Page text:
My approach for this particular list is a bit different than the last few I’ve pulled together. Because there were so many acts, I decided to take one essential song from each artist featured in the film itself, in order to celebrate all of the on-screen participants. I have also included the songs they performed in the film, as additional research material (you’re welcome). The festival had many, many more performers, and Questlove could only fit so many in two hours, so I urge you to watch the credits. At the end, there is a list with the names of all 68 performers. I demand you check each and every one of them out.
Stevie Wonder – “Superstition” from Talking Book (1972)
Stevie Wonder’s greatest achievement—funk, soul, or otherwise. The musical and professional transition Wonder discusses in the film is fully realized here: that main riff, played on a Hohner Clavinet, is one for the ages, and his voice—both sensual and furious—is a revelation. The horn section is a monument to exceptional song craft, that snappy drumbeat (played by Wonder himself and written by, of all people, Jeff Beck) grooves the song into syncopated ecstasy, and if you aren’t dancing from the moment the horns first kick in…well, I just can’t help you.
Songs in the film: “It’s Your Thing,” “Shoo-Bee-Doo-Be-Doo-Da-Day”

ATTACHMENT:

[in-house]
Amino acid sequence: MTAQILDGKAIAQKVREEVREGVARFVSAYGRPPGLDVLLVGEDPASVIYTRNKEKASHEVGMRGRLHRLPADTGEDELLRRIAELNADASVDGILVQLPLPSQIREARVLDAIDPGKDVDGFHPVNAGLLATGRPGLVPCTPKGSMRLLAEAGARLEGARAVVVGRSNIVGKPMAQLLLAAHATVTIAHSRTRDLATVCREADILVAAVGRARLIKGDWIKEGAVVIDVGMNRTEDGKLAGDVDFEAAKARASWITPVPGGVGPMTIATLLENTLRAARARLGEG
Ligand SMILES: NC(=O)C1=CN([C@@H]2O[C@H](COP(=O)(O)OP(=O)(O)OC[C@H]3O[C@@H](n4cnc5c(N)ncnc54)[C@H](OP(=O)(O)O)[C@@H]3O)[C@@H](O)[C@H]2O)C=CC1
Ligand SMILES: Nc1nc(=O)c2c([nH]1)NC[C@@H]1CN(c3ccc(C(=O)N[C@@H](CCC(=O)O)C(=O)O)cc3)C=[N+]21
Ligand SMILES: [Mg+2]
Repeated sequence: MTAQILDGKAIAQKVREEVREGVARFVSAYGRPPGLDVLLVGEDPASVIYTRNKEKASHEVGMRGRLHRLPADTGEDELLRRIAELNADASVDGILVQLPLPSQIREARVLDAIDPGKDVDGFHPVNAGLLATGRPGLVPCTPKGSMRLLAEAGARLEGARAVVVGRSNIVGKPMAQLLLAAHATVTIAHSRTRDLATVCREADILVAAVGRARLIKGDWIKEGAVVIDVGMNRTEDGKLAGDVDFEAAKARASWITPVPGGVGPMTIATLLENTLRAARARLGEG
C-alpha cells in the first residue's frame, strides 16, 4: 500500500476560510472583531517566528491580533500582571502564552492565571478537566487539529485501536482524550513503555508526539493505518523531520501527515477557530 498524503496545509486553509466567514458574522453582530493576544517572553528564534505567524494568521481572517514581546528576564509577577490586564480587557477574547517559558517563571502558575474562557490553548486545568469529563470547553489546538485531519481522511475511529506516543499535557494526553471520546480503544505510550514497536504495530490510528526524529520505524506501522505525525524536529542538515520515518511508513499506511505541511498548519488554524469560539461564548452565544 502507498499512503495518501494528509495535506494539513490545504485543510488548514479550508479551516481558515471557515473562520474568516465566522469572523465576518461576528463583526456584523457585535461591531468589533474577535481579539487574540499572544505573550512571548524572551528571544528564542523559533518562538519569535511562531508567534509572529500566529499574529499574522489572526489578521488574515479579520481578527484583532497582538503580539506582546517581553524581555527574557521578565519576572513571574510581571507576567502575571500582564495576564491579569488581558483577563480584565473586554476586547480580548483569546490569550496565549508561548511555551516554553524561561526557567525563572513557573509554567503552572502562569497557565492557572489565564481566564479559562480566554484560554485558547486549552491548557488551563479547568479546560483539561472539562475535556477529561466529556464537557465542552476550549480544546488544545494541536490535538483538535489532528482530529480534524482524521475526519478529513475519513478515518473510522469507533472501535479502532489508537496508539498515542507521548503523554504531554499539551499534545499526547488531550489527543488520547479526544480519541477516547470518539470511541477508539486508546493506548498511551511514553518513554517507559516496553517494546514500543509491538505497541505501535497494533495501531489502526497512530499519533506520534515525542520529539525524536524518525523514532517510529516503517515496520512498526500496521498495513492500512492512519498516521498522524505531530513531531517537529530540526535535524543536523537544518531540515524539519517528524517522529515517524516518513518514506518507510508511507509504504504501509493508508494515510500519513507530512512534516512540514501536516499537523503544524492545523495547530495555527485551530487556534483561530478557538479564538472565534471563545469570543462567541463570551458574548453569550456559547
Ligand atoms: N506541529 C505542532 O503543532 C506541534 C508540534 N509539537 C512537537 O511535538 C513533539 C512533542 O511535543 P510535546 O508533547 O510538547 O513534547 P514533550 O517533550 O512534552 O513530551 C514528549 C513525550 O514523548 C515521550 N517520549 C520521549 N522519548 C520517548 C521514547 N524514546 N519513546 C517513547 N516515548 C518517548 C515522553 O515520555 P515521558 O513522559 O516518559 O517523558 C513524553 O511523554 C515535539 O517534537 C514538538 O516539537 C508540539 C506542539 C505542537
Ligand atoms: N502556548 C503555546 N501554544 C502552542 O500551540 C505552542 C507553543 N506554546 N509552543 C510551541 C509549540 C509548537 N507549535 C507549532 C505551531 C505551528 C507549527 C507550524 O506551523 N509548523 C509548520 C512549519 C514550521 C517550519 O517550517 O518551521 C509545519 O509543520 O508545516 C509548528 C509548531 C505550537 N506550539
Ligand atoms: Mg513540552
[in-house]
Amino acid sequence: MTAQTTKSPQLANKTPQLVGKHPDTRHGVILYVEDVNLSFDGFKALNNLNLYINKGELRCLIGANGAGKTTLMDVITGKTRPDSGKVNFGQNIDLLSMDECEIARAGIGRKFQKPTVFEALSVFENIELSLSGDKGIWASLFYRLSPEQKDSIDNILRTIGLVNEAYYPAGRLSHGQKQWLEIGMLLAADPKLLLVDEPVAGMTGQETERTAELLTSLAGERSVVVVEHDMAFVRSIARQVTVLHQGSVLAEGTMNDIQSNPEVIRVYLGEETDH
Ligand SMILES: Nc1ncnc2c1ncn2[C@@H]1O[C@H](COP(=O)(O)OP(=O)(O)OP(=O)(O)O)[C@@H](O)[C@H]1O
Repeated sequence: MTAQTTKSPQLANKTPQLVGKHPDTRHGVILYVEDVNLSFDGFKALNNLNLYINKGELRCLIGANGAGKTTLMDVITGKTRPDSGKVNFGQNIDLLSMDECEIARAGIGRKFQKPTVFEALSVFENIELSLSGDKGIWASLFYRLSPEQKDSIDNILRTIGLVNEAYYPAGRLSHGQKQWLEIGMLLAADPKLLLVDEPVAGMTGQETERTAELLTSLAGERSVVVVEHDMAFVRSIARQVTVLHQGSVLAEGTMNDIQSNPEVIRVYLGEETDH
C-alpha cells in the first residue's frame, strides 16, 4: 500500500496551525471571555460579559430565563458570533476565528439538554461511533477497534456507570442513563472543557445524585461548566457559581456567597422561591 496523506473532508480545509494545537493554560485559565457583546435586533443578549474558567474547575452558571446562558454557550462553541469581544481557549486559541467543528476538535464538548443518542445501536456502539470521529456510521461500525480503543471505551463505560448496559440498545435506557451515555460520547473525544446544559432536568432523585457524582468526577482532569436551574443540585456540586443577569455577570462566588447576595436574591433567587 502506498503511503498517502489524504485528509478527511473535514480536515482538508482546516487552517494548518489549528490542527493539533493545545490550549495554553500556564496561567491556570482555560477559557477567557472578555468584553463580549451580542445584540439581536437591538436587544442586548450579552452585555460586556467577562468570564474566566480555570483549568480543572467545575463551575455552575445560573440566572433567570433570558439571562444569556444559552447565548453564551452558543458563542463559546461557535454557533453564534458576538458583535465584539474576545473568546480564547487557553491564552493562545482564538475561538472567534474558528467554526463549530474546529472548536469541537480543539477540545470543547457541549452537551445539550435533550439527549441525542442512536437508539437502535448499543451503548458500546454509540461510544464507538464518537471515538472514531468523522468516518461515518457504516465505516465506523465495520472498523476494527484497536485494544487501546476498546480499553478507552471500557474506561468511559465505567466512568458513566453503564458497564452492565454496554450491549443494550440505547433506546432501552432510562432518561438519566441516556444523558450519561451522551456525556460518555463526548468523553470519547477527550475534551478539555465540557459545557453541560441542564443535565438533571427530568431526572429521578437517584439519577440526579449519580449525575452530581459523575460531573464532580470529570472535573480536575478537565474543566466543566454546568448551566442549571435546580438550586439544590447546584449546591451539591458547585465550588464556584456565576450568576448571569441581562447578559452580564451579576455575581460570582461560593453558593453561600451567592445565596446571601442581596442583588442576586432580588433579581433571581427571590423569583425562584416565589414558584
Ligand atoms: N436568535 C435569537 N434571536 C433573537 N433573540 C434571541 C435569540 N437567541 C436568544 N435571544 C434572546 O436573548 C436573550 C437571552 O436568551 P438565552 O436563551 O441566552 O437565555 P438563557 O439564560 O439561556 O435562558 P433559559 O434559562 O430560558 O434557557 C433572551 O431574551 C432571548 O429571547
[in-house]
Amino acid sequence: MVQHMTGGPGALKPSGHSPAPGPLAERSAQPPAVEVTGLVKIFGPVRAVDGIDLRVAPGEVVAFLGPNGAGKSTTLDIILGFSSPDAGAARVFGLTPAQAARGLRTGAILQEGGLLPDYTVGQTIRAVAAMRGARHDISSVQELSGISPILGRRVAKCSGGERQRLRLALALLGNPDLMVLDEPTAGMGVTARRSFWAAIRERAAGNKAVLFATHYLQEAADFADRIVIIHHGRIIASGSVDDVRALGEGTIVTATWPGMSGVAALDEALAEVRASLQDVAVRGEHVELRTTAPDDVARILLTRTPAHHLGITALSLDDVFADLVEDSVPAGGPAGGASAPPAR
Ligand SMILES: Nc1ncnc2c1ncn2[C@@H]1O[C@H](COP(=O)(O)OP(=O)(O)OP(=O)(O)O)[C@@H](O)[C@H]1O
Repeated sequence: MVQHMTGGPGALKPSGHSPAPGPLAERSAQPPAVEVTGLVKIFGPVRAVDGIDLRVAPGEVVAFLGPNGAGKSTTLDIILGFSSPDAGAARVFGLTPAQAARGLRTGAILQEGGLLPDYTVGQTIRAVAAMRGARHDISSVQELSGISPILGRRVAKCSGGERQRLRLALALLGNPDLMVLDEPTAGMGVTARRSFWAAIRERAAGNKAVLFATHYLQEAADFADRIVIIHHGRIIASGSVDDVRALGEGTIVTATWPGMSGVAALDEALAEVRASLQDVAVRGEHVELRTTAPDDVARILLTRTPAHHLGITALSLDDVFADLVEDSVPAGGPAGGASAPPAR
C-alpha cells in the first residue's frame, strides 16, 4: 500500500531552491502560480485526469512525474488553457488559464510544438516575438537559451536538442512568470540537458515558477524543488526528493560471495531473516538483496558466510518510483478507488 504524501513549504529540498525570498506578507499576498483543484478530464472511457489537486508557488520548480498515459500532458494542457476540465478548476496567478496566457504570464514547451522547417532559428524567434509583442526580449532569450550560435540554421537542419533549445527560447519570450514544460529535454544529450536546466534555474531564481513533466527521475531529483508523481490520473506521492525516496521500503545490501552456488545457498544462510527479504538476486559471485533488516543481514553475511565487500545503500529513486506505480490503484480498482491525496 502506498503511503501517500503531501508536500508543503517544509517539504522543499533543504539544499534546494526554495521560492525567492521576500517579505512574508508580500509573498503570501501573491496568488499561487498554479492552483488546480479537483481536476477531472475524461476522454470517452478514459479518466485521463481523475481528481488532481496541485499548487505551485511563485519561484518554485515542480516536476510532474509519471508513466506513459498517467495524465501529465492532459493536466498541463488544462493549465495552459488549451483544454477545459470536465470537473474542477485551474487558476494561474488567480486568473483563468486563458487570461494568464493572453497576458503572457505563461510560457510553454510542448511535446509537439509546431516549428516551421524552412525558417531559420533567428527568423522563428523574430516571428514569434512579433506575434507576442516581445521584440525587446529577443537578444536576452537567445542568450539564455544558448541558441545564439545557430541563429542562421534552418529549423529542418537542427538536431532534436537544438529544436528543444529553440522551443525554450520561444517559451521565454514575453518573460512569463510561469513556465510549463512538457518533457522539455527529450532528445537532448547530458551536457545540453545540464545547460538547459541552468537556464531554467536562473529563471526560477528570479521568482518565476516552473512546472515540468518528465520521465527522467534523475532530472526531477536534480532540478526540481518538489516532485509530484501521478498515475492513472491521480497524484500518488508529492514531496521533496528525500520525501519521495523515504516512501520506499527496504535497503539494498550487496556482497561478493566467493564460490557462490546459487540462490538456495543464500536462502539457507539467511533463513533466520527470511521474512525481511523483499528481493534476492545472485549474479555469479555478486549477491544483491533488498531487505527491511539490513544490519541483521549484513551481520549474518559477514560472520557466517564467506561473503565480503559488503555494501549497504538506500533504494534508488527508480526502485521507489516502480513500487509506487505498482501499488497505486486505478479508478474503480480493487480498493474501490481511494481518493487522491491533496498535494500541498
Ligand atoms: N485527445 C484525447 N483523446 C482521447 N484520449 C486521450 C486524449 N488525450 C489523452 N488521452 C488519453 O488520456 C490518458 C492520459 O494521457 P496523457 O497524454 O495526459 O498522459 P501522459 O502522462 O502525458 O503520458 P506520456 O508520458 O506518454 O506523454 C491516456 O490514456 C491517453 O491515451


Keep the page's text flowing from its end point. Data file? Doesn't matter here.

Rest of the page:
The Chambers Brothers – “Time Has Come Today” from The Time Has Come (1967)
The quintessential melding of soul and psychedelia, “Time Has Come Today” is the epitome of this very unlikely genre pairing. Druggy, vibrant, and used in dozens of films and television shows to capture the paranoid mood of the late 60s (and beyond), its 11+ minute runtime is a trip into the era’s enthusiasm and anger. And man, that guitar line…a sinister treble with a wink, if there ever was one (and there was: it’s in this song).
Songs in the film: “Uptown,” “Have a Little Faith” (which plays over the end credits)
B.B. King – “Sweet Little Angel” from Singin’ the Blues (1957)
It’s B.B. King. If I need to say more…well then…–..-.ugh…no, I don’t. Stop asking questions. You’re ridin’ with the King now.
Songs in the film: “Why I Sing the Blues”
Herbie Mann – “Comin Home Baby” from Herbie Mann at the Village Gate (1961)
Have you ever wanted to describe a song as “slinky”? Well, you were wrong. THIS is slinky. Never has a flute sounded this cool—an oxymoron under any other context, I’m sure.